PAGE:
Nurses adapt to COVID with compassion and teamwork
Holly Statler and Christina Armour began working at Rolla Presbyterian Manor during the early days of the COVID-19 pandemic.
“The main focus was protection from the spread of the virus,” said Holly, the minimum data set coordinator and assistant director of nursing.
Staff worked together to set up COVID wings. Designated for residents who tested positive, COVID wings ensured that residents received quality care in isolation from the rest of the community.
The staff also focused on residents’ emotional needs.
“Nurses increased our listening, we increased one-on-one time, because we were going home to our families. They were not,” Holly said.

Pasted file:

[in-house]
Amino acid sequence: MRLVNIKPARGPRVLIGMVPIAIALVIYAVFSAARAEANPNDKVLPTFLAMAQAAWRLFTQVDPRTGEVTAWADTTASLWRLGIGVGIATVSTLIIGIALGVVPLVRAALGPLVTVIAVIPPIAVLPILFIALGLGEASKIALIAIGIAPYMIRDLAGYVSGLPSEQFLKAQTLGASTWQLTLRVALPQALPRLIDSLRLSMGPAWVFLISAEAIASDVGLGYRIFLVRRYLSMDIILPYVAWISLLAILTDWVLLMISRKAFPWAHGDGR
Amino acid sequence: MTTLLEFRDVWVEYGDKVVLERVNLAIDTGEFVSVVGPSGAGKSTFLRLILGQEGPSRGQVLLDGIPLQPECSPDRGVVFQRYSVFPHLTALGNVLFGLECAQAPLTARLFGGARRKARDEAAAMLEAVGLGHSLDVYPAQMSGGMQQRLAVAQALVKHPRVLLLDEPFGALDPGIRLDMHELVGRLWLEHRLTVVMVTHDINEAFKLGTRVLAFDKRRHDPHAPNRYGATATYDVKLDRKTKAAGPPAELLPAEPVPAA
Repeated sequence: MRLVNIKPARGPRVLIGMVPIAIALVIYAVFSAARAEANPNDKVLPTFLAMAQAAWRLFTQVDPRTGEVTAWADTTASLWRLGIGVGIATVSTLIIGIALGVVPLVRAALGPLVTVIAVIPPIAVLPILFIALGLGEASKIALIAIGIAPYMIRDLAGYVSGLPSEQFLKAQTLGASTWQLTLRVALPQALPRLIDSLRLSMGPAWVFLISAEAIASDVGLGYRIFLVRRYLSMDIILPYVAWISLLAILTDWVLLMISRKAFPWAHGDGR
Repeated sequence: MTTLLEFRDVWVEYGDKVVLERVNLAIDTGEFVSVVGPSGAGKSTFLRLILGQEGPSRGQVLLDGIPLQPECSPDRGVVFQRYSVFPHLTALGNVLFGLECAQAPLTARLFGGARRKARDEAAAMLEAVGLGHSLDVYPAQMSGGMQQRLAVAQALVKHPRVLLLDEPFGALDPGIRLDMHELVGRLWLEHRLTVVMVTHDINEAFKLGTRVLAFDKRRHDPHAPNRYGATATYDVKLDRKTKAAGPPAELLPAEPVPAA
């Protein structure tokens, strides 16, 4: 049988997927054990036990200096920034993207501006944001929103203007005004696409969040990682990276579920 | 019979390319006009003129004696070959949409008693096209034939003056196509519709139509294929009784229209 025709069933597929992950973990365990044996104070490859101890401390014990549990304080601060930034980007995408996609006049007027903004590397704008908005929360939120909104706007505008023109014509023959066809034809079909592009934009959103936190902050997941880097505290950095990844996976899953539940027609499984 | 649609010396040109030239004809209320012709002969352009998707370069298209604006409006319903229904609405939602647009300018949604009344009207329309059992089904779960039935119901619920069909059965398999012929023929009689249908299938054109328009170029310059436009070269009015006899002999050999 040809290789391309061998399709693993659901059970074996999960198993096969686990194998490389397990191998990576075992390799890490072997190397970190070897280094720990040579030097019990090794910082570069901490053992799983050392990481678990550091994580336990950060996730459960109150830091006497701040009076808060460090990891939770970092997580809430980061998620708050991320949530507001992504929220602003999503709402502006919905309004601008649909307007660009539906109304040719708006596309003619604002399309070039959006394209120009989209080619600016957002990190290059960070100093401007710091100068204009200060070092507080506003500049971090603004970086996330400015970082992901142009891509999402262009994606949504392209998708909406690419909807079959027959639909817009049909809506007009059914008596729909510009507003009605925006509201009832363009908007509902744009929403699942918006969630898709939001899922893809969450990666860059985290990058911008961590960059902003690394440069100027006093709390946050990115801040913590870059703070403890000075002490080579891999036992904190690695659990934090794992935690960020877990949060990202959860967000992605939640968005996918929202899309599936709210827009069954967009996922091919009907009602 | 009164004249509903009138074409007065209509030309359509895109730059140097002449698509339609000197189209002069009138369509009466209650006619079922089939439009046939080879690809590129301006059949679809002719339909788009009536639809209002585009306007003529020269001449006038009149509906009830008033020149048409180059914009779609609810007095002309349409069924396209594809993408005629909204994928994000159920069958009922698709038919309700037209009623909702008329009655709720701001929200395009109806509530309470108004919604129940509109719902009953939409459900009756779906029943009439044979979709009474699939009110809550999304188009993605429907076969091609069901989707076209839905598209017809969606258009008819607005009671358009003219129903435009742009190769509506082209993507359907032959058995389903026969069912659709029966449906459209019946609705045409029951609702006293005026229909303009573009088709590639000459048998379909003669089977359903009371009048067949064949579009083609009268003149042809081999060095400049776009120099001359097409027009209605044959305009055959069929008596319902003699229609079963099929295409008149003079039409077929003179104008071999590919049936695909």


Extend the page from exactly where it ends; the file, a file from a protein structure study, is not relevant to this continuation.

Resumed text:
Both Holly and Christina, the medical records coordinator, said a lot of the residents discussed past experiences with outbreaks with similarities to COVID-19.
“They had the ability to basically educate us and help us as we were helping them,” Holly said.
Holly and Christina said they prayed during their morning meetings two or three times a week.
“We prayed for our community, for our staff and for everything,” Holly said. “We really feel that has helped.”
Now that vaccines have been rolling out, Presbyterian Manor is opening up for visitors.
“That could not happen until all of our residents got vaccines,” Christina said. “When we opened that up, we can really truly see how wonderful it is for everyone being able to see their family.”
Holly and Christina said they are happy they work at Presbyterian Manor, even through the hard times.
“I’m proud to be an employee at Presbyterian Manor,” Christina said. “I’m proud of the way we handled COVID. We were a team.”
Adapted from a story by Kaitlin Brothers, staff writer for the Phelps County Focus.